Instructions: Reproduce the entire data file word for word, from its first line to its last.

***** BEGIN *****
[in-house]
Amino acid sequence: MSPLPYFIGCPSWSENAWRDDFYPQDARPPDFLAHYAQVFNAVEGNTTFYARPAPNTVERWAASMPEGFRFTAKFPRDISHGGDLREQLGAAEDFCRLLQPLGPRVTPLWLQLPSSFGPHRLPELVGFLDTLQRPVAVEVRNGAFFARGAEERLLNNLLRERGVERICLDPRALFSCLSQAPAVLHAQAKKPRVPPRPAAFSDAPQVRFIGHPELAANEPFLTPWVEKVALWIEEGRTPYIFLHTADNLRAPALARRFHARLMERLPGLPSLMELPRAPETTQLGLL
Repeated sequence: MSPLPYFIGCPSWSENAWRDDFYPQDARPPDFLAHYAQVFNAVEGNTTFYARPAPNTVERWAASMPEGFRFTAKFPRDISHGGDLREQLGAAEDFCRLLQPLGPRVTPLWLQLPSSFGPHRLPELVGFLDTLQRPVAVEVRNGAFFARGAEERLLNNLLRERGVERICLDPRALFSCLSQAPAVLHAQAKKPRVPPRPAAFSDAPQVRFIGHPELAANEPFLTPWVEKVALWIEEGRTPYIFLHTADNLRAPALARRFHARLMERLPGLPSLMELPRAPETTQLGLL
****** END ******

[in-house]
Amino acid sequence: MSPLPYFIGCPSWSENAWRDDFYPQDARPPDFLAHYAQVFNAVEGNTTFYARPAPNTVERWAASMPEGFRFTAKFPRDISHGGDLREQLGAAEDFCRLLQPLGPRVTPLWLQLPSSFGPHRLPELVGFLDTLQRPVAVEVRNGAFFARGAEERLLNNLLRERGVERICLDPRALFSCLSQAPAVLHAQAKKPRVPPRPAAFSDAPQVRFIGHPELAANEPFLTPWVEKVALWIEEGRTPYIFLHTADNLRAPALARRFHARLMERLPGLPSLMELPRAPETTQLGLL
Repeated sequence: MSPLPYFIGCPSWSENAWRDDFYPQDARPPDFLAHYAQVFNAVEGNTTFYARPAPNTVERWAASMPEGFRFTAKFPRDISHGGDLREQLGAAEDFCRLLQPLGPRVTPLWLQLPSSFGPHRLPELVGFLDTLQRPVAVEVRNGAFFARGAEERLLNNLLRERGVERICLDPRALFSCLSQAPAVLHAQAKKPRVPPRPAAFSDAPQVRFIGHPELAANEPFLTPWVEKVALWIEEGRTPYIFLHTADNLRAPALARRFHARLMERLPGLPSLMELPRAPETTQLGLL